My Favorite Books for Early Motherhood
When I was nearing my due date with James, I was drawn to certain books to help me prepare for the life-changing craziness ahead. While nothing can really "prepare" you for having and caring for a baby, many of the things I read helped me the first few months of motherhood. I don't think reading a lot of parenting books is a necessity to being a good parent, but reading has always given me solace. It was a natural step for me to pick up a few books to feel self-assured about what I was embarking on.
Also, I didn't read any pregnancy books. I paged through one or two and found them mildly interesting, but I also just felt like reading about pregnancy wasn't going to be super beneficial for me (that's just me though!). When I had weird pains or whatever I would Google to see if they were normal, but for the most part I just let my body do its thing.
Here is the list (I'll update if I read any other good ones this time around):
1. Ina May's Guide to Childbirth by Ina May Gaskin
Ina May started a commune back in the 70s called The Farm where practicing midwives have helped hundred of women have natural births. While this book has many hippie moments, I loved reading the long collection of birth stories and appreciated her descriptions of the laboring process. Even though I ended up getting an epidural, I still enjoyed reading about natural childbirth and how to keep myself calm and focused during contractions.
2. Hypnobirthing by Marie F. Mongan
I skimmed this book but still gleaned good information about staying in control while going through labor. Since I tend to have anxiety, I wanted to feel calm and collected instead of panicked while laboring, and this book gave good techniques.
3. I just put Husband-Coached Childbirth: The Bradley Method on hold at the library and will update once I've read through that one as well.
1. The Nursing Mother's Companion by Kathleen Huggins
This book was my best friend the first few weeks of nursing. I read certain sections at least 5 times and if I was worried about anything my first instinct was to turn to this book to check it out. It breaks down what to expect from nursing for the ages of children, including children over 2, goes over pains and problems with breastfeeding, and overall helped me feel confident and sure of myself.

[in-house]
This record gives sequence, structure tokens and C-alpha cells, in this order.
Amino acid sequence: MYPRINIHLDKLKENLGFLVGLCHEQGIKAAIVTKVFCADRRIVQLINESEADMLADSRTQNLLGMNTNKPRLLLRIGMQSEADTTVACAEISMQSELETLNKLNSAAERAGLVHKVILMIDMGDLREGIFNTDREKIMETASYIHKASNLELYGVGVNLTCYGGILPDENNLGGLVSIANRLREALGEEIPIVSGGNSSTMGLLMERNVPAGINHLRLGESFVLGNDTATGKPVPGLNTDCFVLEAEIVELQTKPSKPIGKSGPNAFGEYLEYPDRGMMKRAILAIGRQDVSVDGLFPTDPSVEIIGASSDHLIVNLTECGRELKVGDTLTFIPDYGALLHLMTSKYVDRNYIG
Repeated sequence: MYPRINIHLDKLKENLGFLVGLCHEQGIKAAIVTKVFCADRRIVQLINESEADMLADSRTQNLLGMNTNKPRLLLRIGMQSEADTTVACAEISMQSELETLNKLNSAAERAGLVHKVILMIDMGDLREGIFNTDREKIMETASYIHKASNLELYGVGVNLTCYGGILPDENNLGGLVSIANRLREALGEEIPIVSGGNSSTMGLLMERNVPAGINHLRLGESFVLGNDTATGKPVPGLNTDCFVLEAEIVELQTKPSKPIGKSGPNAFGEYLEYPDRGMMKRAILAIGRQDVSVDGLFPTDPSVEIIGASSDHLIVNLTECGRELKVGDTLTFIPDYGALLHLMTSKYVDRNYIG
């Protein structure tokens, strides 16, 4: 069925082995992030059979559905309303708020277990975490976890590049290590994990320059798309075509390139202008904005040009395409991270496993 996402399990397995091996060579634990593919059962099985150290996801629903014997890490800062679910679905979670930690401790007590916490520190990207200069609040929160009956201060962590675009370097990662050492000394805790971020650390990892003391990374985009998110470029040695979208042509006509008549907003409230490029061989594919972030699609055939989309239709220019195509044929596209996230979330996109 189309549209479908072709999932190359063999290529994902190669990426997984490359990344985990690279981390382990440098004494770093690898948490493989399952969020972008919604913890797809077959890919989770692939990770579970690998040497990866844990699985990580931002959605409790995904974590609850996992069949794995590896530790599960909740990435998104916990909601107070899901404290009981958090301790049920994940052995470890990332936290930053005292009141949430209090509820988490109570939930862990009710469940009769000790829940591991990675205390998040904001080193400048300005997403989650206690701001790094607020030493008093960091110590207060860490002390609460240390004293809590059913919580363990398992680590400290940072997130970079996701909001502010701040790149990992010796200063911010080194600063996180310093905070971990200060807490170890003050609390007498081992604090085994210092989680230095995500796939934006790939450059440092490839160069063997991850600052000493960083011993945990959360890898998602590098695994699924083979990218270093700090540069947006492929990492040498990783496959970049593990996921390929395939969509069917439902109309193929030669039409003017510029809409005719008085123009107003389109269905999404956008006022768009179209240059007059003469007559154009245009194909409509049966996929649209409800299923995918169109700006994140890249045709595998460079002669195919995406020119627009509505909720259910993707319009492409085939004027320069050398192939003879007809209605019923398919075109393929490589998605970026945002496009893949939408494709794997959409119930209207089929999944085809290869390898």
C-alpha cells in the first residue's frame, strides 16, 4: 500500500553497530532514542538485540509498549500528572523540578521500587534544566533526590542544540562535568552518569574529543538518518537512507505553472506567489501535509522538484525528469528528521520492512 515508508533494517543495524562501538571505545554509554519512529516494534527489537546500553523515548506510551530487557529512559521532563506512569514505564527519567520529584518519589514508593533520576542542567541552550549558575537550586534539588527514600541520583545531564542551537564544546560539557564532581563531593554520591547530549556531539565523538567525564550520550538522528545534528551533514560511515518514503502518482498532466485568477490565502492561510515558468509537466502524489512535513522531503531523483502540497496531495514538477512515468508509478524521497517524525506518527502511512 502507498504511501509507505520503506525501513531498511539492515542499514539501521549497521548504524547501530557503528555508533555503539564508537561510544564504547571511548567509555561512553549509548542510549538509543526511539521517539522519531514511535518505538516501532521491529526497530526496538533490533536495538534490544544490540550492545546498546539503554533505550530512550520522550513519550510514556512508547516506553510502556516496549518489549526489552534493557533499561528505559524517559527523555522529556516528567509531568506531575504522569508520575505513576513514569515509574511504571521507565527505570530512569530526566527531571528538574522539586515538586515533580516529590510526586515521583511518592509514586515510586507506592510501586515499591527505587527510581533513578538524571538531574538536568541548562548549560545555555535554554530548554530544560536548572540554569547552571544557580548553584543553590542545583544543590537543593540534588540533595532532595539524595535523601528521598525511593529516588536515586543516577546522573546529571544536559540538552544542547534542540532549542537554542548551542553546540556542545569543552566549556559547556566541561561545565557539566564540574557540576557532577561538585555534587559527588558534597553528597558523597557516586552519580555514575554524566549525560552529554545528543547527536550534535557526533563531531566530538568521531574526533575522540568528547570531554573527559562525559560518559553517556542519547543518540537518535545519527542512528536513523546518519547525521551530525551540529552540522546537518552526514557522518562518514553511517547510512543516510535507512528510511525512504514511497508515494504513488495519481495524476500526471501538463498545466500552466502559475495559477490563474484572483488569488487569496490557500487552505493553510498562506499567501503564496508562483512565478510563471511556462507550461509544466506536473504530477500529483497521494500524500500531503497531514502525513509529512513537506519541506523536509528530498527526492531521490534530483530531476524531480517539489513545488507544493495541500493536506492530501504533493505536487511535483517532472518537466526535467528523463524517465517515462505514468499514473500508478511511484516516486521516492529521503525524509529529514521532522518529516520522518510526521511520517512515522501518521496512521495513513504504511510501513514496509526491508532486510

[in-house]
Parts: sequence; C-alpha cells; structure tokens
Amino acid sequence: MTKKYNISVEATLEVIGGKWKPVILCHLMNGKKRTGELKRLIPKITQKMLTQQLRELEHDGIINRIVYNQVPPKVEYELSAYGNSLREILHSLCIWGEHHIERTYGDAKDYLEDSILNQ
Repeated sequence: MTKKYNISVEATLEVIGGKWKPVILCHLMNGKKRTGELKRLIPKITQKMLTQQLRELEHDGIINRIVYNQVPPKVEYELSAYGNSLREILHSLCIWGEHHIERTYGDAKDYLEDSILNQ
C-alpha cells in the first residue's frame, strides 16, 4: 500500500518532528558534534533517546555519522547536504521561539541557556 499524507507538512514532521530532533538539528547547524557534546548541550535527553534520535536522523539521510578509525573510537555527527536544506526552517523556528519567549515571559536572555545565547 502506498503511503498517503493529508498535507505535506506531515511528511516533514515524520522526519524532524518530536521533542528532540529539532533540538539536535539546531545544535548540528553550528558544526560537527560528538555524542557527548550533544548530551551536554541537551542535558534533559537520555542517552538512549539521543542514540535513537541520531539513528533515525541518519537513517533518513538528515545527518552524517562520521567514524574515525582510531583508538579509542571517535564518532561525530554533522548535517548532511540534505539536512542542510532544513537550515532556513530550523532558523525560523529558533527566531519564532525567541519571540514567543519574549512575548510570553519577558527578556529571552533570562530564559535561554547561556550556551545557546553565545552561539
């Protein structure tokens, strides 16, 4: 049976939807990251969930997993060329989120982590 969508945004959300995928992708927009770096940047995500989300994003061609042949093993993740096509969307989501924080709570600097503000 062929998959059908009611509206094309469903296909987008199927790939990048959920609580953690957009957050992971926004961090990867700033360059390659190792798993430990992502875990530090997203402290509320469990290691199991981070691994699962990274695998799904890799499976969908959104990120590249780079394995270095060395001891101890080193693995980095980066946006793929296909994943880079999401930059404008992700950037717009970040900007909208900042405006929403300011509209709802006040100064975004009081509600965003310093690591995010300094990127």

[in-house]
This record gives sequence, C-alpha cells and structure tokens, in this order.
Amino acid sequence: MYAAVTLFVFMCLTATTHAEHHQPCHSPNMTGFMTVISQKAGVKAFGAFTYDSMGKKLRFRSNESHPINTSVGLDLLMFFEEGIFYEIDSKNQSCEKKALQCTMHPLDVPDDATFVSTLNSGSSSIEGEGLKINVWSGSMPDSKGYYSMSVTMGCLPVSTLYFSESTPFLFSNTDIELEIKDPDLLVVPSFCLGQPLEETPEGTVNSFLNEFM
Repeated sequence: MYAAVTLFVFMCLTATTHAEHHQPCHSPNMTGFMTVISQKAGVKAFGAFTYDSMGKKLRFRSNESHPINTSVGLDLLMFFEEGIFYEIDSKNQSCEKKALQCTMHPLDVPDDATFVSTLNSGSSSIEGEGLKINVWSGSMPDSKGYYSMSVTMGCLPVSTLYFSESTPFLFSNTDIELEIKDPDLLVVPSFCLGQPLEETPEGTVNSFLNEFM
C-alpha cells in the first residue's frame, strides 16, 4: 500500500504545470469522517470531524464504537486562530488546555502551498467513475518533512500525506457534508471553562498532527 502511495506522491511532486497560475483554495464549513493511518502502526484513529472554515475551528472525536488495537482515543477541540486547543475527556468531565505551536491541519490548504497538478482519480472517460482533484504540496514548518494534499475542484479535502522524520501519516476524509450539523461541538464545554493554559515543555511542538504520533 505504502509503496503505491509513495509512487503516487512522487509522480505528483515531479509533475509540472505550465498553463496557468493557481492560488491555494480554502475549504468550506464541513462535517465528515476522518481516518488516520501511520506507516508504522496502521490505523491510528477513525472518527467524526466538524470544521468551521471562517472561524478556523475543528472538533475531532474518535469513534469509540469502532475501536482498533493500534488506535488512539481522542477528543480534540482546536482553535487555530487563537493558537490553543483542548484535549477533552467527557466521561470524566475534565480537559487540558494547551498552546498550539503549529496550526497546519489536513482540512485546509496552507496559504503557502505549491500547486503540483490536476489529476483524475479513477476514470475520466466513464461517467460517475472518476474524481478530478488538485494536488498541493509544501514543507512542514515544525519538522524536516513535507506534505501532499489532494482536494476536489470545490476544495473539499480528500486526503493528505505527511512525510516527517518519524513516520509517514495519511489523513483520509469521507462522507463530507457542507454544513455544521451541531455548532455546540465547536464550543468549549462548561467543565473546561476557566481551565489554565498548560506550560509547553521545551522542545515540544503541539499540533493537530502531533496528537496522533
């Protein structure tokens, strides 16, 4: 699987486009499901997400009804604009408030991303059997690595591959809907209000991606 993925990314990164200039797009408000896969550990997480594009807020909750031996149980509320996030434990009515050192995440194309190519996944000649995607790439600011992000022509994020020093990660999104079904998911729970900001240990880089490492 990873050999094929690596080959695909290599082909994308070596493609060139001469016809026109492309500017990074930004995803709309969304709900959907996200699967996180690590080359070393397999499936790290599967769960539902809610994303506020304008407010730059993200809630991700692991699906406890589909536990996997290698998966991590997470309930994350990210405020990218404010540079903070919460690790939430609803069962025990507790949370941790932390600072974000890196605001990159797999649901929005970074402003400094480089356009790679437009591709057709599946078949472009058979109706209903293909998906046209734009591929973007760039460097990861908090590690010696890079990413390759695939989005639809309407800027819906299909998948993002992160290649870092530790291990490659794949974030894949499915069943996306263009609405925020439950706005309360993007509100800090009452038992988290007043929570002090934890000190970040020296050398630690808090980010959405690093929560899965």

2. The Womanly Art of Breastfeeding by La Leche League International
The first time I went on a walk with James he was 5 days old and it was to the library to pick up this book. It is definitely more in the natural camp than the other one and I liked its approach to the mother-baby bonding through breastfeeding. The information is slightly different than the other (although there are definite overlaps) and it was good to get an additional perspective.
1. The Happiest Baby on the Block by Harvey Karp
Brock and I used the 5 Ss EVERY DAY until James was probably 3 months old. I remember James crying in the hospital and Brock trying to quiet him and I said, "Shush him louder than his cries!" Brock did it and James immediately quieted down. We were amazed and used all the tricks in the books to great success. I'm definitely going to read this one again before our baby comes to make sure I still have it down.
2. The Sleepeasy Solution by Jennifer Waldburger and Jill Spivack
I didn't read this one until James was around 6 months old and I wished I had read it sooner. When James was struggling with nighttime wake-ups I read a bunch of books on getting kids to sleep and this one was definitely my favorite. Their methods for sleep training really worked for us and I loved all the different age breakdowns and how they approached naps.
1. Waiting for Birdy by Catherine Newman
Newman's book about her second pregnancy and life with her husband and two-year-old was laugh-out-loud funny and so poignant about the years of early motherhood. I connected with the sentiments she expressed and am dying to reread it.
2. Bringing Up Bebe by Pamela Druckerman
I'm not sure this is technically a memoir, but I loved the differences Druckerman brought up between French and American parenting. I've read it twice and each time came away with new insights about the type of relationship I want to cultivate with my children.
What books about early motherhood have you read? I'd love to hear!
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